What startups can learn from airports
Be careful with outsourcing tasks to your customer
A fast-moving startup? Learn from a slowly innovating airport? What the hell, Jeroen, what is going on? Are you going crazy? Yes, but I’m seeing a therapist for that, thanks for asking.
Raise your hand if you hate the airport. The waiting, the buffers you need to build in, the hoops you need to jump through. It doesn’t take a genius to figure out airports are necessary evils.
You (often) need to book quite far in advance. That helps the airline organisation with planning.
They tell you exactly where you need to be at what time. They let you figure out how to get there. They don’t wait for you.
You need to walk for 30 minutes to that one gate. Airports are designed for the aeroplanes, not the consumer.
They will let you pack your bag, but they want ownership for checking for illegal stuff.
They don’t let you put your checked bag in the airplane. You need to arrive even earlier so they can sort it out.
No mass airline that would say: show up whenever, we will figure out your luggage at the gate, fingers crossed nobody brought explosives.
They make you jump through hoops. Not because they are a manic puppeteer that wants to push your boundaries.
Airlines do so to ensure a better performance on the customers job to be done: get from A to B with as few delays as possible.
Because of this, airports are very peculiar about which tasks they outsource to you and which tasks they wish to own themselves. This type of thinking is very relevant for startups.
How airport thinking can increase traction
Meet Orderli, a startup that makes QR menus for easy ordering at restaurants and cafes. They got in YCombinator and raised €875k last year.
Their SaaS comes with physical QR-code blocks runs. The consumer scans QR, orders their favourite drink, and the restaurant brings it to the table. The restaurant owners can build their menus via their browser.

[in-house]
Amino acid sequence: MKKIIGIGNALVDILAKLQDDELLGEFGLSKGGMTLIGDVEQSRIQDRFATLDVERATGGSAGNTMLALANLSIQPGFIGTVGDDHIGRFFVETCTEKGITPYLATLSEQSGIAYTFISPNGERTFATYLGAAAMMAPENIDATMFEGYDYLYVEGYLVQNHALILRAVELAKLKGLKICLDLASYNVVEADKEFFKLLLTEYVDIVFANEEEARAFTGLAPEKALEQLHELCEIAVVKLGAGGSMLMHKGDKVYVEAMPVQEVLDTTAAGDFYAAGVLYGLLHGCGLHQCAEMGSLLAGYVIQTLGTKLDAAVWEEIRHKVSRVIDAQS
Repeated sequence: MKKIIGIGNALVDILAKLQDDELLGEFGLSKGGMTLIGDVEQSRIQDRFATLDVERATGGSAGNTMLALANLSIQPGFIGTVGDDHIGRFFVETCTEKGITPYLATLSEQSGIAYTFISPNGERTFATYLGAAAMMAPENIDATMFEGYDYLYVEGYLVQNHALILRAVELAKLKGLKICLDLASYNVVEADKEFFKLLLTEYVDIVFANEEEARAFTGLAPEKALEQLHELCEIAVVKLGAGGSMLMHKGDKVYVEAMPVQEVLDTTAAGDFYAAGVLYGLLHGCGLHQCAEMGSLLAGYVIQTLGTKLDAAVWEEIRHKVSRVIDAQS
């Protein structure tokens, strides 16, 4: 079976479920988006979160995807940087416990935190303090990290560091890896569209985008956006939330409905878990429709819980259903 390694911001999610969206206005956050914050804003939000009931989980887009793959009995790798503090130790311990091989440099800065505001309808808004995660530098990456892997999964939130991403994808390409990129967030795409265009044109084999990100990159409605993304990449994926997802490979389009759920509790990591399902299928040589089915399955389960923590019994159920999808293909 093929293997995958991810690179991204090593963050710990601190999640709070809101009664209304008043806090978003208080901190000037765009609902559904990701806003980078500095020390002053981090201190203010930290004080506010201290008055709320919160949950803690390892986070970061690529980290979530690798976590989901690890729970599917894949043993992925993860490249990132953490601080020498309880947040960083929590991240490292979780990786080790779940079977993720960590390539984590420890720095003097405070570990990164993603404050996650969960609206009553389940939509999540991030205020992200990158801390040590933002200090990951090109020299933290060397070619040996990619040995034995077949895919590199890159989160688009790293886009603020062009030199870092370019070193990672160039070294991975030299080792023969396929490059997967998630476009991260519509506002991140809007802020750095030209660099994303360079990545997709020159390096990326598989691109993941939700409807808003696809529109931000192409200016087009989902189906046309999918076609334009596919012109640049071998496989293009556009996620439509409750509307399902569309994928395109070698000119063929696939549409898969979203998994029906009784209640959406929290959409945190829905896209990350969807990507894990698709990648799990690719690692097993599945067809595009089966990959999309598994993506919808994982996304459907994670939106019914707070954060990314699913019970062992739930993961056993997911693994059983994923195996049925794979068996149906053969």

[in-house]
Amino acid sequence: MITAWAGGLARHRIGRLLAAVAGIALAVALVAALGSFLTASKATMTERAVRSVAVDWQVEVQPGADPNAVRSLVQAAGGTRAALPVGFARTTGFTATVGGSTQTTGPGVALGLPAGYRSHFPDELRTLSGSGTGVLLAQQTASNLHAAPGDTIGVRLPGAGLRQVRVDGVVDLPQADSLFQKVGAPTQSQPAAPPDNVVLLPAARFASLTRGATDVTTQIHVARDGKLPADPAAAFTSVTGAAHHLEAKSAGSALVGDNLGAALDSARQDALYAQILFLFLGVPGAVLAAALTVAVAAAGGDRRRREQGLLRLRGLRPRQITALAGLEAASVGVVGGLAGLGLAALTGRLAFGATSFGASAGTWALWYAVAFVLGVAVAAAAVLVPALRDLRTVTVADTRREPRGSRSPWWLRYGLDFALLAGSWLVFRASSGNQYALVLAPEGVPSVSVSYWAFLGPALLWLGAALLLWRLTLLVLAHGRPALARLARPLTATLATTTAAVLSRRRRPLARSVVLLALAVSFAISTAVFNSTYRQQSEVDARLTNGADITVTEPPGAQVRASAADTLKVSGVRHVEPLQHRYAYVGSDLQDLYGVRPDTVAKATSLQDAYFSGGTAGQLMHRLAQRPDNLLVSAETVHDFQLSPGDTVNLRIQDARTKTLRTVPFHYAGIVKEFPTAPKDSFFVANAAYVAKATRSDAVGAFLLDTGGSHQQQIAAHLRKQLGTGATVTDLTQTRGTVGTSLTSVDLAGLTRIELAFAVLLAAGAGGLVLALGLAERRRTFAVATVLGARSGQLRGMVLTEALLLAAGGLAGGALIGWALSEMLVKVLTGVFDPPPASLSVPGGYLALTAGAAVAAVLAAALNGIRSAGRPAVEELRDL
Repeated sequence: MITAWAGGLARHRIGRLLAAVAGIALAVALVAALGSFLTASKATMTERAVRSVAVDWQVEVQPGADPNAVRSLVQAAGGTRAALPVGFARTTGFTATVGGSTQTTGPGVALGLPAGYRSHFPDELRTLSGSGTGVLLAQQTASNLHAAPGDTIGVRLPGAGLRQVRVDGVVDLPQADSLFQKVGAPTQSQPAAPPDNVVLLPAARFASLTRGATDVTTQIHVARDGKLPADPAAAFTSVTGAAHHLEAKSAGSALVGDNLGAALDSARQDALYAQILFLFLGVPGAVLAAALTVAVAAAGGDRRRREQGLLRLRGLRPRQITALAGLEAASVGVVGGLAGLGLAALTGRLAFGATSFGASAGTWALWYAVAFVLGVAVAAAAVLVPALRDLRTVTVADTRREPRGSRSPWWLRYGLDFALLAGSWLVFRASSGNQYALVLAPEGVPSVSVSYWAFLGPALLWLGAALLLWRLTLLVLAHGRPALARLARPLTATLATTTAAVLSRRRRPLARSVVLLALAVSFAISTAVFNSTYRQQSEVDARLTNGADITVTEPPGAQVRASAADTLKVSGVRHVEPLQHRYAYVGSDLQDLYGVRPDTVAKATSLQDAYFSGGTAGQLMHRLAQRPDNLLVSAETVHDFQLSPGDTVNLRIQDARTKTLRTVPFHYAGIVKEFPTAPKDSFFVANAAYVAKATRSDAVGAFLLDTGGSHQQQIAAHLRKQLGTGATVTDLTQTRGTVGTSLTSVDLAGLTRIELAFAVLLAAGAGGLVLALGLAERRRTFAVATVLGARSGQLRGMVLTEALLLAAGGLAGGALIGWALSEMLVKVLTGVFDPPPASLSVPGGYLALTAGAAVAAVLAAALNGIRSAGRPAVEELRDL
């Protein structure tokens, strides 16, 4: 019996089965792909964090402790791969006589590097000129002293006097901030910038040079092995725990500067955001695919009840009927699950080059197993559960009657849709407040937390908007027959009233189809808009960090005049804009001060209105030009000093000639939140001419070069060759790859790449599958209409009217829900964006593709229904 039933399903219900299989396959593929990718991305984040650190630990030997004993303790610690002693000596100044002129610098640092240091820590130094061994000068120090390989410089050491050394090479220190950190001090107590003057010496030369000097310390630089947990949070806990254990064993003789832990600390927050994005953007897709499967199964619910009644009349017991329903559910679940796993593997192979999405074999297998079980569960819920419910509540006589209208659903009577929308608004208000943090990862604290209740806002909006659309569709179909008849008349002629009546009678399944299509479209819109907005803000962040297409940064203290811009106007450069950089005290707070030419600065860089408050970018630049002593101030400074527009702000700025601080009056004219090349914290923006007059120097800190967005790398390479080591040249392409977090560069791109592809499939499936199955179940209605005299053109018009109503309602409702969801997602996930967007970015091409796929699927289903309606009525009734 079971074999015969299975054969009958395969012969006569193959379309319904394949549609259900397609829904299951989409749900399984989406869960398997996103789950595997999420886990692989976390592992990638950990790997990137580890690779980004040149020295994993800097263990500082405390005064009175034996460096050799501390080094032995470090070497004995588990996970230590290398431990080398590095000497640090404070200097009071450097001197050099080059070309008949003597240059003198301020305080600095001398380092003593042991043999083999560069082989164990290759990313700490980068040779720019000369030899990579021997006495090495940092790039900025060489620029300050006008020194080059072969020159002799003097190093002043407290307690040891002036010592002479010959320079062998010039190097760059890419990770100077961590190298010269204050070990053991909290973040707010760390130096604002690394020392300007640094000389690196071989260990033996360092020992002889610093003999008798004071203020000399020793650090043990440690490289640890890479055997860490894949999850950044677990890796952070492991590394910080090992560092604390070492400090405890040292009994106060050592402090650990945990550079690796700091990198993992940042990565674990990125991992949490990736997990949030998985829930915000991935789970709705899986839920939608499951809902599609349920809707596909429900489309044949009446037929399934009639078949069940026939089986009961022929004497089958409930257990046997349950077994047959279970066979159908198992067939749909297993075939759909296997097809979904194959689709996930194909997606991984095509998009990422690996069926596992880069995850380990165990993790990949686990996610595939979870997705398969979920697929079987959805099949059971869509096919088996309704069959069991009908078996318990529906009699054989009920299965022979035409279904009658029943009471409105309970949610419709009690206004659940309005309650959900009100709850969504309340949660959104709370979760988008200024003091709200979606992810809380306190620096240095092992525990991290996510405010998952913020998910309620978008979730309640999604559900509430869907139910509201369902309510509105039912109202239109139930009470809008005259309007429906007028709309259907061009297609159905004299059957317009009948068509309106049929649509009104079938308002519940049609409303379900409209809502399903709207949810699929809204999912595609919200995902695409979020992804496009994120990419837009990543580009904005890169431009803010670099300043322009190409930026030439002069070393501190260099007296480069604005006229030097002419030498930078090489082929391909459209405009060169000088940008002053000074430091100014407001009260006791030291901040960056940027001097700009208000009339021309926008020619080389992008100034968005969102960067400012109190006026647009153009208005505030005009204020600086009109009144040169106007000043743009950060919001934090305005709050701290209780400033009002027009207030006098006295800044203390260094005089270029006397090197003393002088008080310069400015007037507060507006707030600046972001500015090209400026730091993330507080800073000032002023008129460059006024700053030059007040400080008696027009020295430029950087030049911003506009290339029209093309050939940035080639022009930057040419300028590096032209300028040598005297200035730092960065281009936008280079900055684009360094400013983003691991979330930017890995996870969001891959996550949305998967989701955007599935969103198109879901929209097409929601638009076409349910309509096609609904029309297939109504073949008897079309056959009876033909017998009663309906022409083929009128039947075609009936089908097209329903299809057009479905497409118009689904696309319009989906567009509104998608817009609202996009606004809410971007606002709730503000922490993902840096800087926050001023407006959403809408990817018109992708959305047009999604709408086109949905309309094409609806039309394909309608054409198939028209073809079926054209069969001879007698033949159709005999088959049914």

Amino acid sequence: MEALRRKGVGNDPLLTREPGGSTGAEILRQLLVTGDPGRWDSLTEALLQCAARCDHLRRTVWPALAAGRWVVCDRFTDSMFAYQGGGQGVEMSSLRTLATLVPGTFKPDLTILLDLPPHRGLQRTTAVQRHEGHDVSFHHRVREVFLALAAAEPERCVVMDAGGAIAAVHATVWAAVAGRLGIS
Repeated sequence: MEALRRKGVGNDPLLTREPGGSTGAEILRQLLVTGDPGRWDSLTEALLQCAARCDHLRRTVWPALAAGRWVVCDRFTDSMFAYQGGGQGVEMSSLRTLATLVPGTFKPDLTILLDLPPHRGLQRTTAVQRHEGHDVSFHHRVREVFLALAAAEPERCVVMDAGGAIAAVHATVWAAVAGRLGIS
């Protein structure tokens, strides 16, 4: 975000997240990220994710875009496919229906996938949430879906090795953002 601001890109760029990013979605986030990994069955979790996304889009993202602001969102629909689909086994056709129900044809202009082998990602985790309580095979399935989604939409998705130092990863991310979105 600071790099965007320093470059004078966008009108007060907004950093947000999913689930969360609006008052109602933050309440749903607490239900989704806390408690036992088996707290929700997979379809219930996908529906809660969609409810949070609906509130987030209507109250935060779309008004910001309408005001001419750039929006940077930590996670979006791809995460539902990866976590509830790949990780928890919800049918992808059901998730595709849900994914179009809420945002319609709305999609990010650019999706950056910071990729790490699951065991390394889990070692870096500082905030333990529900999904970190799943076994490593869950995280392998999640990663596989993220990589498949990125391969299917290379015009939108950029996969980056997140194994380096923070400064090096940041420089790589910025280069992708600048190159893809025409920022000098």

You probably have seen companies like this, especially during the pandemic. Execution is key for this concept. I’ve used many competitors of Orderli, for me the UX of this one is one of the best out there.
Self-serve onboarding sounds great
This sounds like a very scalable business. Just ships some blocks to the restaurant, let them set up their menu and go. Easy, right? Not for everyone.
At some point, Orderli found that some restaurants outperformed the rest. What was the difference? The best-performing restaurants had a physical visit of an Orderli account manager who entered the menu into the system.
It turned out, restaurant owners don’t want to enter a menu, even though they were already on a trial or even paid subscription.
Is this unique? I briefly mentored a startup with a similar service in Nigeria, with exactly the same problem: only restaurants with physical visits became successful.
Sure, your restaurants signing up and self-serving sounds like a very scalable dream. But it turned out, it is indeed a dream.
Take control over what affects your customers experience
Orderli launched a new company policy: new menus are inserted by Orderli. This increases the quality of the menus and the speed of adoption.
Orderli build a new admin interface for the restaurant owners. The difference: it was a simplified UI where a restaurant owner can make simple changes in the menu. Small tasks only.
Furthermore, this new UI limited the damage a restaurant owner could do, as sometimes restaurant owners would mess up the entire menu.
This limitation helps the restaurant owner. Adoption is higher because the system is easier to use. This reduces churn for Orderli, as customers get value from the system.
This the airport mindset: take control over the things that affect your customers experience.
It’s not rocket science, but I see so many startups making this mistake. Avoid it for yourself:
What tasks does my customer need to achieve to be successful?
For each task: can I outsource this task fully to the customer?
What are risky tasks to outsource to my customer?
Which tasks should my startup do?
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